Ankle sprains are the most common injury in athletes and those who are physically active. In addition to the initial pain and disability that these injuries cause, up to 40% of patients who sprain their ankle once will go on to develop a condition called chronic ankle instability. Those who experience chronic ankle instability deal with continual pain and soreness, and are more likely to sprain their ankle again in the future. Two strategies used by physical therapists for treating these patients are manual therapy and exercise therapy. Both have been found to lead to benefits, but it’s not completely clear what effect they have when used together. Therefore, a powerful study called a randomized-controlled trial (RCT) was conducted. Results showed that the combination of manual therapy and exercise therapy led to lower levels of pain, better ankle stability and greater flexibility overall. Patients with chronic ankle instability should therefore seek out these services from a physical therapist to reduce their chance of future ankle sprains.
Ankle sprains are the most common injury in sports, especially those that require lots of jumping, pivoting and/or changing direction. In addition to experiencing pain and disability, athletes that sprain their ankles once are more likely to sustain another sprain in the future, which makes it important to reduce the chances of this occurring. Measures like taping and bracing may be effective, but they have some disadvantages, and it’s been suggested that prevention exercise programs are better and avoid these disadvantages. A study followed up on this to determine if specific exercises could reduce the rate of ankle sprains, and results showed that athletes with a history of ankle sprain could benefit substantially from such a program and cut their chances of experiencing another sprain in the future.
One ankle sprain is usually bad enough for the person who experiences it, but for some, if the proper moves aren’t made, it could mean the start of an ongoing and bothersome condition known as chronic ankle instability (CAI). CAI is the tendency towards repeated ankle sprains and recurrent symptoms (pain, weakness, giving way), and occurs in about 40-70% of patients who suffer from an initial lateral ankle sprain. One suggested method to prevent CAI from occurring is by improving balance and proprioception (the sense of your joint’s position in your body) after the first ankle sprain. To investigate this theory, a study evaluated the effect of a balance training on study subjects and found it to significantly improve balance and proprioception, meaning such a program has the potential to reduce the occurrence of CAI if administered after the initial injury is sustained.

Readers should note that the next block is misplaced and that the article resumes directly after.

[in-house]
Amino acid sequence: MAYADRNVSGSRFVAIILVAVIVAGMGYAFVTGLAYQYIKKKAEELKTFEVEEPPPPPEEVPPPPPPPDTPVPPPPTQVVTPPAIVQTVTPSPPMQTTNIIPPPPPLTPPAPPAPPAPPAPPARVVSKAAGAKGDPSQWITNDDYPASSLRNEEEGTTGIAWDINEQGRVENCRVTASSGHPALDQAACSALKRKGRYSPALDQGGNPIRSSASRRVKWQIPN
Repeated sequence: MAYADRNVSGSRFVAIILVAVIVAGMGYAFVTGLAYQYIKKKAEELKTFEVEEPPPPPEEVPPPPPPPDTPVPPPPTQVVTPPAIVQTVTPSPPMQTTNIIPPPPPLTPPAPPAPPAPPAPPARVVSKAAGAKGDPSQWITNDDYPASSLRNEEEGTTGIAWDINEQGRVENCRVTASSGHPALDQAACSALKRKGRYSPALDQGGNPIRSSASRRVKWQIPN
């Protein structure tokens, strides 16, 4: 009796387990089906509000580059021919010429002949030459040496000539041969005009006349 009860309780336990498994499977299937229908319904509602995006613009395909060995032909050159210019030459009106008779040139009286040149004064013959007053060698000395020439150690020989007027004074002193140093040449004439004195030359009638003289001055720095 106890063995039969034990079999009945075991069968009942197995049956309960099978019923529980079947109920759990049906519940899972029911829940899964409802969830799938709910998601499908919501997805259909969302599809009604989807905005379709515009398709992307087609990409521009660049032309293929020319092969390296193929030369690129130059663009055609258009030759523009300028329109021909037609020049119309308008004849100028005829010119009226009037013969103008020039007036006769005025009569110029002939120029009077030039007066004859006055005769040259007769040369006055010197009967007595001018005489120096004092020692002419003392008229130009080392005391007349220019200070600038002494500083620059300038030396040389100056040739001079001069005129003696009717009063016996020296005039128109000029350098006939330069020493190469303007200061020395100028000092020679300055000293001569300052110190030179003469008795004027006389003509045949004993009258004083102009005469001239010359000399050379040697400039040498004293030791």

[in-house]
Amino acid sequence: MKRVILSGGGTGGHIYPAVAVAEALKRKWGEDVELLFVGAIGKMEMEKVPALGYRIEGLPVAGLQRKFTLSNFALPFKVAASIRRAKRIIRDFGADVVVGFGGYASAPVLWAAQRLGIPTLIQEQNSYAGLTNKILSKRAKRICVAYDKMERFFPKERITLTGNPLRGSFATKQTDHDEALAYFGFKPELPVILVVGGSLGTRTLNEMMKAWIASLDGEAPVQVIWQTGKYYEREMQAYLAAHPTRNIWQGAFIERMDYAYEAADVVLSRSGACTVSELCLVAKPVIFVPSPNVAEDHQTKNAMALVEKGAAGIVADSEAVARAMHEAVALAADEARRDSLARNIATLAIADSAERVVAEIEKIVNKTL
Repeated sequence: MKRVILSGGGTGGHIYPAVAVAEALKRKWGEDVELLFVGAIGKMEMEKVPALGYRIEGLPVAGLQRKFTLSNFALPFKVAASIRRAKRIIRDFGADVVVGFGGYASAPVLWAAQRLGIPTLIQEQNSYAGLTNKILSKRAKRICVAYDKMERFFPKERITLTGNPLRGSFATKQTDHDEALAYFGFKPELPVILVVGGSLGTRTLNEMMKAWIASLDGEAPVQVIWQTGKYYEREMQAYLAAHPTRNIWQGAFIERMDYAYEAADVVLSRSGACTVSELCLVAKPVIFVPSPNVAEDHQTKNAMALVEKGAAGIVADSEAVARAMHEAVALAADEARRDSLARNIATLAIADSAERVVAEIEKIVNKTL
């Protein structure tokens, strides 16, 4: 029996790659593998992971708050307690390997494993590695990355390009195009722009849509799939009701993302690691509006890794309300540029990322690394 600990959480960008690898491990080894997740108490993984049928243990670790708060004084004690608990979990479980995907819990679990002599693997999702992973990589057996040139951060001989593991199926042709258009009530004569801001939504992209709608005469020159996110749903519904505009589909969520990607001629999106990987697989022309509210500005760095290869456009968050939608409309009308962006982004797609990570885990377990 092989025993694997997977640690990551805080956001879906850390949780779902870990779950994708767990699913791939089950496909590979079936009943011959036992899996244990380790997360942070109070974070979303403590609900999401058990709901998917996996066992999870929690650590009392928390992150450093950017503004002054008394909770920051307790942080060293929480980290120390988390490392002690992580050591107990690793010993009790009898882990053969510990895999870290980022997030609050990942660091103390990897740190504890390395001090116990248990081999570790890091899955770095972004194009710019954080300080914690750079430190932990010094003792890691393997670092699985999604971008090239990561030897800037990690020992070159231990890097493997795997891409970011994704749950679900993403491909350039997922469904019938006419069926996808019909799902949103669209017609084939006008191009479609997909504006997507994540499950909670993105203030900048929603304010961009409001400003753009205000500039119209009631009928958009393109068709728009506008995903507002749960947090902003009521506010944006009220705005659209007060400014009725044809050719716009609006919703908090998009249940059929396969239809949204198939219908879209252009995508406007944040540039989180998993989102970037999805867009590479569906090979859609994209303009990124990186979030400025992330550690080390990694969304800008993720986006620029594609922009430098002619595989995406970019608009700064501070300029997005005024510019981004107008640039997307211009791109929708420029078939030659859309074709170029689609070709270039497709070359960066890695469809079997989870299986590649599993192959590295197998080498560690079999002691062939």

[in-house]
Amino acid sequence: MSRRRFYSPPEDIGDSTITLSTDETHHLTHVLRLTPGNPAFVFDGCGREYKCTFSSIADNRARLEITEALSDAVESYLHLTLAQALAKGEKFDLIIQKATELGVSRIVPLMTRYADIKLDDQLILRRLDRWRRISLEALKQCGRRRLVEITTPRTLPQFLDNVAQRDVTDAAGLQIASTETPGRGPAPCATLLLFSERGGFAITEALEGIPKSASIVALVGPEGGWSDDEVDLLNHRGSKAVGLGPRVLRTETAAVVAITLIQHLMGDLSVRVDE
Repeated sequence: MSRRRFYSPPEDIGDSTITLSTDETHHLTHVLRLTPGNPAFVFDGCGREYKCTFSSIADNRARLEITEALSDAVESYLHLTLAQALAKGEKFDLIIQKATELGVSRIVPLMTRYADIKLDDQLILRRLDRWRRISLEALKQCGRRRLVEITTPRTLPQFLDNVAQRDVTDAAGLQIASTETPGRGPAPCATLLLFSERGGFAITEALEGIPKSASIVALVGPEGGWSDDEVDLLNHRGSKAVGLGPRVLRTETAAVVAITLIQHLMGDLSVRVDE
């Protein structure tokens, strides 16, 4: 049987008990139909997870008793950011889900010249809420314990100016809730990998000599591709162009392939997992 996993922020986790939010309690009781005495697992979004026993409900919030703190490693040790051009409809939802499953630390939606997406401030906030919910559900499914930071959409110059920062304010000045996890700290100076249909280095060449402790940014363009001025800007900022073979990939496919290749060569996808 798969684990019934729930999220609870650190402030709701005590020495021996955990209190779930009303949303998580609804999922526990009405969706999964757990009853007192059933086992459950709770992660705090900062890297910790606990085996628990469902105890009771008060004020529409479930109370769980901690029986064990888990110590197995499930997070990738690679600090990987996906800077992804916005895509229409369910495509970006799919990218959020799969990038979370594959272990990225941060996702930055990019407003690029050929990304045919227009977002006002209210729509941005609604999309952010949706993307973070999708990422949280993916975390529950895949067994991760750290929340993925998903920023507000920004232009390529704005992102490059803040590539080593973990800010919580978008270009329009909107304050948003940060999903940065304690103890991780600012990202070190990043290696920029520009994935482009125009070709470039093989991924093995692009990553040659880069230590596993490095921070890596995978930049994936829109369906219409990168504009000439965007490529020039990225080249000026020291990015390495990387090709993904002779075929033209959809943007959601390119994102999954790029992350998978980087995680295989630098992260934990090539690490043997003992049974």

Acute ankle injuries are far and away the most common musculoskeletal injuries throughout the world, with lateral ankle sprains occurring more often than any other. To combat this issue, a number of preventative intervention programs have emerged as of late, and many of them have proven to be effective in reducing ankle sprain recurrence. The only thing lacking is a full-scale analysis on the cost-effectiveness of such a program on the health-care system. Therefore, researchers tested a particular program and calculated the savings of a reduction in ankle sprains, finding it to beneficial and economically advantageous to those who implement it.
The course of treatment for Achilles tendon rupture is one that continues to change on a regular basis, and a general consensus on the best way to approach it is yet to be reached. While re-rupture rates are slightly lower with surgery compared to rehab, the complications and costs associated with surgical intervention are much higher, and some meet it with caution. The recent development of a functional brace that allows movement, however, has given more credence to the possibility of a non-surgical intervention. To determine the effectiveness of this new brace, a study compared it to patients who underwent surgery, and found only minimal differences in re-rupture rates, boosting the stock of rehab over surgery.